I know that Portugal shifted from driving left to right in 1928. I could imagine, that the trams had only left doors when shifting. How did Portugal cope with this? Did the trams continue in the left side for some time, or was it properly planned as in Sweden, where public transportation introduced double sided door vehicles starting 10 years before cut over i 1967.
In 1928 all trams in Portugal were fully symmetrical: double-end with entrances / exits at both sides. So for the trams there wasn’t anything to change. The first unidirectional trams in Porto were put in service in 1946, the first in Lisboa in 1951. Sintra, Coimbra and Braga never had single-end trams with entrances at one side only.
I have just visted Lisbon and did a tourist tram ride. I have spent the last couple of days trying to find details of how the trams manage the very steep hills as the slopes are much steeper than I would expect. Can you signpost any internet sights for me.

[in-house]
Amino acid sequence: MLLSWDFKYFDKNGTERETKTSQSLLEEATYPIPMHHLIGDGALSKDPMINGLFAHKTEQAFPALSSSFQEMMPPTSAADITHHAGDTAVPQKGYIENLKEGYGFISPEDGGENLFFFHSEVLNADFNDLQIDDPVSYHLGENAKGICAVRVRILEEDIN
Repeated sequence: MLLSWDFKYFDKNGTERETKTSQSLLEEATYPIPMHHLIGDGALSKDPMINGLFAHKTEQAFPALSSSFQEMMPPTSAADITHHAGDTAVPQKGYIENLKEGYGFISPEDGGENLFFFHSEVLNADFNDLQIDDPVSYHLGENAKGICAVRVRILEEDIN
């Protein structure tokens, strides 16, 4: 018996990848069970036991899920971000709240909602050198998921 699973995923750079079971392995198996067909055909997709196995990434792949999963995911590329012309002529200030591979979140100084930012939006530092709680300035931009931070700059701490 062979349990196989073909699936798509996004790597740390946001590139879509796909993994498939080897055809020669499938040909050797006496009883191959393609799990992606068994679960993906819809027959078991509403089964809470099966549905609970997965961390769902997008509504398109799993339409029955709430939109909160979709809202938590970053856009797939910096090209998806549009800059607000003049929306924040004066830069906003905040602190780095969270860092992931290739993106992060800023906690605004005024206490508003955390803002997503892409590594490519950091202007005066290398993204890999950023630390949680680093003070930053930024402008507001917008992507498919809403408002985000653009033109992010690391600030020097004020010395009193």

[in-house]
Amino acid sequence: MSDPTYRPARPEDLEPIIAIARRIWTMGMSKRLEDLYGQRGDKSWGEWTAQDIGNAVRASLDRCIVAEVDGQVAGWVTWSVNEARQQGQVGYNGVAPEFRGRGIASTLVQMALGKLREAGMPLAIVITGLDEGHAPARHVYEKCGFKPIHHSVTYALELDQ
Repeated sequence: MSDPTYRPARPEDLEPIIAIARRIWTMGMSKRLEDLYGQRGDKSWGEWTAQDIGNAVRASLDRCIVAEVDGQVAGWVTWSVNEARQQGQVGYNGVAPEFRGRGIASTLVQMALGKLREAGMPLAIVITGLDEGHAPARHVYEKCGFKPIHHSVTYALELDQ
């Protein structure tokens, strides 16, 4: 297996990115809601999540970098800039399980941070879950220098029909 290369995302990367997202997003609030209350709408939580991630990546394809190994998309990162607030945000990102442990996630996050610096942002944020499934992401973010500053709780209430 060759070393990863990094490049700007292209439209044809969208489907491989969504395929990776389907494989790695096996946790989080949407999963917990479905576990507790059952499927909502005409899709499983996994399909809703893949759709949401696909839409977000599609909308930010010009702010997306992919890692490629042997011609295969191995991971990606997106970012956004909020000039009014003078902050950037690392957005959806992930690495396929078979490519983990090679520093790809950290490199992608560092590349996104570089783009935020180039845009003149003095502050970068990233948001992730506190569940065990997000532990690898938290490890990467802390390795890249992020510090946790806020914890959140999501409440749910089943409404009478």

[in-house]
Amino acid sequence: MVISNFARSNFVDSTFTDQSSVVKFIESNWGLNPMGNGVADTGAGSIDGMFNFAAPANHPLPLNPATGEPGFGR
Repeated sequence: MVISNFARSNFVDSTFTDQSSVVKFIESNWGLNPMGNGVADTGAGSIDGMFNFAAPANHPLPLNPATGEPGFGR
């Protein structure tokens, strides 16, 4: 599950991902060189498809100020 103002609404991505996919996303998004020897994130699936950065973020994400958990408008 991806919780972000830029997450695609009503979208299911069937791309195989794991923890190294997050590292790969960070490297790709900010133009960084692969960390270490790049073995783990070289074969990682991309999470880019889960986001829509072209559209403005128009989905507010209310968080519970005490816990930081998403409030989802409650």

I’m not sure about information on the internet about this. That the small Lisbon tramcars can tackle the hills is because of a combination of things:
In 1904 an 11.7 km long metre gauge electric tramline was opened from Sintra (station) to Praia das Maças (Applebeach). An 1.0 km long urban line connected the station in Sintra-Estefânia with Sintra-Vila. Some freight transport existed, mainly between Banzão and the railway station. In the small Banzão depot is still a weigh bridge and the only track of the depot gives also access to the warehouse of a winery. At the railway station was a siding to make transfer of goods easy.